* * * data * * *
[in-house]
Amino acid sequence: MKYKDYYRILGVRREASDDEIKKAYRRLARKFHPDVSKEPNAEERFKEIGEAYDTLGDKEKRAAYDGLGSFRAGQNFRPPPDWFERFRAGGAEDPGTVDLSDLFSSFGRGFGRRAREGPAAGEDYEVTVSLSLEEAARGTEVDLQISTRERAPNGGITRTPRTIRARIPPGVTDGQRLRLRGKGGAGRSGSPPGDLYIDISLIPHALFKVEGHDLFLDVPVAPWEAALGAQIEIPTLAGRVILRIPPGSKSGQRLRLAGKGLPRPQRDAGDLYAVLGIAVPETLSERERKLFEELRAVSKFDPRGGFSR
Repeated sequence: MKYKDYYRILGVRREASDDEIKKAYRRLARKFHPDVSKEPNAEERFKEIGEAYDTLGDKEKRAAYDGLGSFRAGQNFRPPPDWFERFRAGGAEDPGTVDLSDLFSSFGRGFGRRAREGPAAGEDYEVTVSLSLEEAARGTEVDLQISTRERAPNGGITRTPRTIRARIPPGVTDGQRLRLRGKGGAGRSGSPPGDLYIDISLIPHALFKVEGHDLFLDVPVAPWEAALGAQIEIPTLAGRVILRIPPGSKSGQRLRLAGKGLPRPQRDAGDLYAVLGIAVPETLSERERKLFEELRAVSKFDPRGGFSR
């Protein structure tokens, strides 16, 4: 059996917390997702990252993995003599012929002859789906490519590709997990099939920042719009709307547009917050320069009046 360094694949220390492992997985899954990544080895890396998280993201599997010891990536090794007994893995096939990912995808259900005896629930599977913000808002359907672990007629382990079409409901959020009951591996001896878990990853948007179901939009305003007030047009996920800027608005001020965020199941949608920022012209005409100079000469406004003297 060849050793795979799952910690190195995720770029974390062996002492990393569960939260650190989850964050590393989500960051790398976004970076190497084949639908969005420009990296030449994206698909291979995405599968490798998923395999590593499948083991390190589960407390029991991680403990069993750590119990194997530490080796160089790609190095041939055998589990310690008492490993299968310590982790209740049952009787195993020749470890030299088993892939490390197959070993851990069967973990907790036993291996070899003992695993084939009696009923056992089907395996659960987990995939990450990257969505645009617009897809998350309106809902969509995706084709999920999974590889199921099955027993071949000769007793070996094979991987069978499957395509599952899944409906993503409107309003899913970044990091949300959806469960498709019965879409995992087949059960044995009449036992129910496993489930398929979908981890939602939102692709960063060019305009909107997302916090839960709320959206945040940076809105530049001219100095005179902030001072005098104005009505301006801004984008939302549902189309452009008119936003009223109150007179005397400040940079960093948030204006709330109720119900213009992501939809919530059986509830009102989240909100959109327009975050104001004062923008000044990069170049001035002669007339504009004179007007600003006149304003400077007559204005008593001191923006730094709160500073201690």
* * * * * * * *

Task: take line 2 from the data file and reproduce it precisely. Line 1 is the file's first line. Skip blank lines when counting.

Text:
Amino acid sequence: MKYKDYYRILGVRREASDDEIKKAYRRLARKFHPDVSKEPNAEERFKEIGEAYDTLGDKEKRAAYDGLGSFRAGQNFRPPPDWFERFRAGGAEDPGTVDLSDLFSSFGRGFGRRAREGPAAGEDYEVTVSLSLEEAARGTEVDLQISTRERAPNGGITRTPRTIRARIPPGVTDGQRLRLRGKGGAGRSGSPPGDLYIDISLIPHALFKVEGHDLFLDVPVAPWEAALGAQIEIPTLAGRVILRIPPGSKSGQRLRLAGKGLPRPQRDAGDLYAVLGIAVPETLSERERKLFEELRAVSKFDPRGGFSR